KCSA PUBLIC RELATIONS, INVESTOR RELATIONS BLOG
Posted by Josh Dver on December 5th, 2012
As a communications professional, I am always double, triple and quadruple checking any written word of communication, even after having it reviewed by fellow teammates. Not only is this good practice, I’ve found that it is general practice and prevents some serious (and/or minor) mistakes. From press releases to presentations to daily emails, a thorough review will always yield either new insight into would be mistakes or an even better way to say something that is grammatically or contextually correct.
I would like to take this opportunity to remind those who are in the communications field, ANY communications field, to heed the above advice. If the point above isn’t clear enough, here are some examples, both personal and well-known, that should serve as friendly reminders:
- “The Internet’s not written in pencil Mark, it’s written in ink”. As Rooney Mara playing Erica Albright in The Social Network so graciously reminds us, once information is posted online, it’s tough (if not impossible) to erase. While we don’t need to get into the logistics of trying to get rid of something that’s online, the point is simple: Once it’s out there, it’s out there. And it can have seriously damaging effects.
- While the damaging effects suffered above were more socially oriented, we’ve seen communication mistakes that have also had a serious impact on a company’s stock price. Most recently, we saw this with Google and the now infamous “Pending Larry Quote.” While the earnings themselves had a large influence on the stock price, the fact that the announcement was released early and not as a final draft did not help the Company’s case. There are numerous steps (too long for this post) that could have been taken in order for this not to happen, but the point remains the same: Whoever is releasing information to the public (or a client, for that matter) should always double check what they are sending.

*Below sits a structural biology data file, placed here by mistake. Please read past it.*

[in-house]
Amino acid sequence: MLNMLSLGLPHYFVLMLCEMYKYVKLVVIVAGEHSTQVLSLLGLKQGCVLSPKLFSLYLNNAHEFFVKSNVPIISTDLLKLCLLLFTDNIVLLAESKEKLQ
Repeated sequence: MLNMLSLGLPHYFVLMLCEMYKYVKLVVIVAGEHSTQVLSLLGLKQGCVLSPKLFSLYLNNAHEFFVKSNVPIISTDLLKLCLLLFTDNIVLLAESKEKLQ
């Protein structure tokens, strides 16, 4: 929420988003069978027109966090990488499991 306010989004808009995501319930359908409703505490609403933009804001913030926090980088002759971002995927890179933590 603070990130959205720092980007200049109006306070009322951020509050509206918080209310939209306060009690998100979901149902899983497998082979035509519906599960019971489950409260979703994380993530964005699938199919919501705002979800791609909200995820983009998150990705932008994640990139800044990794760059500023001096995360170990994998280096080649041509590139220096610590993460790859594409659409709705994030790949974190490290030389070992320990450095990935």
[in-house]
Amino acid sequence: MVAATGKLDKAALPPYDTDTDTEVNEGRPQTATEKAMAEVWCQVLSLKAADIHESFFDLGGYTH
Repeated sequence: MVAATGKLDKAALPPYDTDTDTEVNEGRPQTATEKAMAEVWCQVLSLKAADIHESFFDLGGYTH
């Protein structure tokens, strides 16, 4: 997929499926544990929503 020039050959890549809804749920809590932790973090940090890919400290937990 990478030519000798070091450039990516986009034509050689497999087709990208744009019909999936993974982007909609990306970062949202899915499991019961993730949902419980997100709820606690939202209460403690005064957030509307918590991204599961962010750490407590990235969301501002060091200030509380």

The last example is more personal, and as such, I will listen to my own advice and keep it in very general terms, so as not to upset anyone (I hope).
- When dealing with shareholders, either current or potential, you must be extremely careful in what you say. Not only are you representing yourself and your firm, but you are also representing the client you are speaking on behalf of. I recently spoke with an investor on behalf of a client and the next day I found most of what I had said on an investor message board. While the information posted was mostly accurate and did not hurt our client, their reputation or the stock price, it just goes to show that anything you say can be repurposed and distributed, whether you intended it to or not.
In case the point wasn’t thoroughly drilled in at this point, I also recommend another blog post on the topic, primarily addressing email and how to deal with certain situations.
Happy (cautious) writing!